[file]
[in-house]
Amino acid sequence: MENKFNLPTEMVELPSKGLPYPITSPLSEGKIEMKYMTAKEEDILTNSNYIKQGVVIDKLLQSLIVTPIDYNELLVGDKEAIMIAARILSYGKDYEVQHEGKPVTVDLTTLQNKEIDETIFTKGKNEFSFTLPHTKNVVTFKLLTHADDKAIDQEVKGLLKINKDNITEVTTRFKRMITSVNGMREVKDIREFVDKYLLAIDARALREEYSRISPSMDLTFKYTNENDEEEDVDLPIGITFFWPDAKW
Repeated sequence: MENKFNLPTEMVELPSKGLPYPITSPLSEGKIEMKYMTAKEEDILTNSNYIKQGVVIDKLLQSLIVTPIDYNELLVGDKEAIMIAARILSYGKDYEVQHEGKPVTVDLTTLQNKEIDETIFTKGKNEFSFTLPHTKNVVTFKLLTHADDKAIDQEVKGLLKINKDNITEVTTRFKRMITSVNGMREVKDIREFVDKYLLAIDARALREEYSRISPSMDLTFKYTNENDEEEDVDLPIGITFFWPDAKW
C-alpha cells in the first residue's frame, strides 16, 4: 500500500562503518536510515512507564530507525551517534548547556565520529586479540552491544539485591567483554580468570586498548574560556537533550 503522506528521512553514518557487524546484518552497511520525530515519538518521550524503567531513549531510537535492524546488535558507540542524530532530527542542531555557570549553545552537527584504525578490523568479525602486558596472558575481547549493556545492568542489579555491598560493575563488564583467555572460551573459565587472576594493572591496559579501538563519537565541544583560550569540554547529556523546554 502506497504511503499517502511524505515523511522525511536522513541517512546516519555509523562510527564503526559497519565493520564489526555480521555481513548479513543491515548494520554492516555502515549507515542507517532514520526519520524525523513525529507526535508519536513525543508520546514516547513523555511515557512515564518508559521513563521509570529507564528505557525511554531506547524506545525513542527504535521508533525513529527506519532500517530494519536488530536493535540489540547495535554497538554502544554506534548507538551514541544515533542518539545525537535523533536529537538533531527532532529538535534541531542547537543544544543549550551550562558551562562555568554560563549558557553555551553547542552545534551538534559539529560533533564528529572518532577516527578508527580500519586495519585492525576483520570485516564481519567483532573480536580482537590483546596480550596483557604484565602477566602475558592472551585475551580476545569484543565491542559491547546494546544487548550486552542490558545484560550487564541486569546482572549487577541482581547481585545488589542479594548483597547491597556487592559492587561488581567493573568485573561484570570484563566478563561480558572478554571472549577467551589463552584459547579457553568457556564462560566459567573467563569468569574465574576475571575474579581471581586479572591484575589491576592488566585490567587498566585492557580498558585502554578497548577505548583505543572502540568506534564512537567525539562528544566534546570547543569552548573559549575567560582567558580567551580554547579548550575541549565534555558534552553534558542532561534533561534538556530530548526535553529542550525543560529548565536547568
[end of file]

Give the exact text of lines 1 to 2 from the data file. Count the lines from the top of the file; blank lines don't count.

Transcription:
[in-house]
Amino acid sequence: MENKFNLPTEMVELPSKGLPYPITSPLSEGKIEMKYMTAKEEDILTNSNYIKQGVVIDKLLQSLIVTPIDYNELLVGDKEAIMIAARILSYGKDYEVQHEGKPVTVDLTTLQNKEIDETIFTKGKNEFSFTLPHTKNVVTFKLLTHADDKAIDQEVKGLLKINKDNITEVTTRFKRMITSVNGMREVKDIREFVDKYLLAIDARALREEYSRISPSMDLTFKYTNENDEEEDVDLPIGITFFWPDAKW